(Mrs Furse) I think if we do not uphold and promote the high corporate standards that the UK is famous for, that would be pretty bad news. It is in our customers' interests, it is in our shareholders' interests that we do what we do in the way that we do it.
  (Mr Howell) Can I just add to that? When we listed on our own market in July, that was a very, very clear declaration that we were a for- profit company with shareholder value at the heart of our objectives. Now we have a share register which has about 50 per cent of the register which is the old member firms who have freely transferrable shares which they may wish to buy or prefer to sell but equally we now have 35 per cent of the register who are normal institutional investors and another 15 per cent individuals and other shareholders. When we listed it was quite clear that we were listing on the basis of ensuring that we were running this as an economically viable business with shareholder value at the heart and importantly that goes right through to corporate deals. We feel that it is only appropriate under those circumstances to offer what is commercially acceptable. 19 with those synergies was the absolute maximum we could pay whilst making it value accretive and revenue enhancing for our shareholders.

Mr Mudie

  85. I just cannot understand why you have so much respect for pain and why you did not understand why LIFFE stepped aside from your catalogue of pain?
  (Mrs Furse) I do understand it. I was on the board for nine years.

  86. Yes.
  (Mrs Furse) LIFFE has had to reinvent itself. It has been through three pretty challenging years. Clearly they had an easier option. I do not criticise them for that, far from it, I think they did a very nice deal.

  87. I decided when I read the papers, the way I saw it you had made an offer they could not accept to the leading people on the board, Chairman, Chief Executive, which in merger talks does not seem sensible to me. Then your offer meant destroying the system which actually saved that company, the CONNECT system.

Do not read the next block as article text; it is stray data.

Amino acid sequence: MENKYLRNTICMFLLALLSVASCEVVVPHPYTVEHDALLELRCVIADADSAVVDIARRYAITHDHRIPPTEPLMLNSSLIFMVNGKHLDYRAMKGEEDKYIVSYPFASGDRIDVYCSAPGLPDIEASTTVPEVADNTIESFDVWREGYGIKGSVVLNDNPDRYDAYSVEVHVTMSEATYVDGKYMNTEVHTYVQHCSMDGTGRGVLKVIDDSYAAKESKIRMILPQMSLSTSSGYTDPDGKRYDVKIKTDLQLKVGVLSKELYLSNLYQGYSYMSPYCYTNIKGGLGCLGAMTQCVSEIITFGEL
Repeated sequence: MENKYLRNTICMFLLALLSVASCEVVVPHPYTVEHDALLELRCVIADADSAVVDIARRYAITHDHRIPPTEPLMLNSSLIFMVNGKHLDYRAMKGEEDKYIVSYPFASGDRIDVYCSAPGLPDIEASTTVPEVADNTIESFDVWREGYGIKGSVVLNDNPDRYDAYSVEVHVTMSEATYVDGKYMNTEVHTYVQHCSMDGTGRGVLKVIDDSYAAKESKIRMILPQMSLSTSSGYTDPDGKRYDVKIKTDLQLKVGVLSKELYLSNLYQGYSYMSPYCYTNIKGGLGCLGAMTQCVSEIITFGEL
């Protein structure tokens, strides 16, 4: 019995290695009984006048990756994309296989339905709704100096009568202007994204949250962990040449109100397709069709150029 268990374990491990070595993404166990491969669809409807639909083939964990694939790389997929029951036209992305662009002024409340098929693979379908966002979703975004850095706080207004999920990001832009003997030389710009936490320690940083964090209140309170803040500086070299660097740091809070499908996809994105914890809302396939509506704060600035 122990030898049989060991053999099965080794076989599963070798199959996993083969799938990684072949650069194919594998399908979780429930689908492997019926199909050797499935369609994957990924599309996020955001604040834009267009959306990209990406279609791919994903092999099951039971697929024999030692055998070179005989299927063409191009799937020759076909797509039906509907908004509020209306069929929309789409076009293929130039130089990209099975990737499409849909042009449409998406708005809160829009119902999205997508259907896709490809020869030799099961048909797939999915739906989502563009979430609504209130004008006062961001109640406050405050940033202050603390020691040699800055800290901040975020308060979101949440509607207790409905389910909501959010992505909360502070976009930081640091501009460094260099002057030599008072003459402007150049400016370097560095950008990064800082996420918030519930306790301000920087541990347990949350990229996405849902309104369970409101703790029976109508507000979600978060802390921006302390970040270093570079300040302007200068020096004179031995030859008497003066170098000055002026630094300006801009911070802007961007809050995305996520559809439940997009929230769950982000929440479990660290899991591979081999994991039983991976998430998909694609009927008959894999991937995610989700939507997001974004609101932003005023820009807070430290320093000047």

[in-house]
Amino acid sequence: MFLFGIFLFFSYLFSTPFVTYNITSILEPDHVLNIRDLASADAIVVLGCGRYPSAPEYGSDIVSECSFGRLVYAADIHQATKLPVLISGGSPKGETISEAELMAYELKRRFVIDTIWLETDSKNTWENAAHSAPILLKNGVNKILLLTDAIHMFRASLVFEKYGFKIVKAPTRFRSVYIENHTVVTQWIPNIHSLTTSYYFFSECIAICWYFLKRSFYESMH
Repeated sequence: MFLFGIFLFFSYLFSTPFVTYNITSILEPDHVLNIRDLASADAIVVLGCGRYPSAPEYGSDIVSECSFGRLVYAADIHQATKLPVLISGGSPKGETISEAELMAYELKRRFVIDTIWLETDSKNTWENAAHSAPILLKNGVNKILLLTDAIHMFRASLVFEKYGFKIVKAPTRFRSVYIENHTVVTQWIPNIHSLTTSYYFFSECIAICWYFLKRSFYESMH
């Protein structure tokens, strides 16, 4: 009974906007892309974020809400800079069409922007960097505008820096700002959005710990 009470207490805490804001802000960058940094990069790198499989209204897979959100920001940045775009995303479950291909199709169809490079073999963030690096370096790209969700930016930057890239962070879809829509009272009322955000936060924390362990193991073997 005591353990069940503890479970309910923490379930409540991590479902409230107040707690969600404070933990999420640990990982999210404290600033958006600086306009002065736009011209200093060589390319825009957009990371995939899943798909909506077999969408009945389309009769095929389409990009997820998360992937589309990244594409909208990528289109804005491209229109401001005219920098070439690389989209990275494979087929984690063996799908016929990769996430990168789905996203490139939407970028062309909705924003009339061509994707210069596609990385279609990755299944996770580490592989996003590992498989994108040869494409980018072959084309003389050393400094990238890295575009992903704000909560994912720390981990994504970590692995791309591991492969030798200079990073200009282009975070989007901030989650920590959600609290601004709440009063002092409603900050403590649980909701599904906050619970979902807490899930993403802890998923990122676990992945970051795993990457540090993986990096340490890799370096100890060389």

(Mrs Furse) Can I answer your last question first because actually that is a very important misunderstanding. We were going to base the integrated trading platform on CONNECT. There was absolutely no question of us throwing out CONNECT, quite the opposite. We had two solutions for building the integrated trading platform, one that we had fashioned ourselves and one which was based on CONNECT. It became clear to us early on in the due diligence process that building the integrated trading platform on the foundation of CONNECT, re-engineering CONNECT so that it could do that would both be cheaper and quicker. So we were going to deliver this new integrated trading platform within two and a half years on CONNECT. That is the first point. The second point is that we offered Brian the Deputy Chairmanship, we offered Hugh a Deputy Chief Executive position. We were disappointed that they were not interested in that. We were acquiring this company. Yes, we wanted to merge the two businesses but we were acquiring this company and it would have been highly unusual for the acquiring company to cede the non Executive Chair to the Executive Chairman of the acquired company.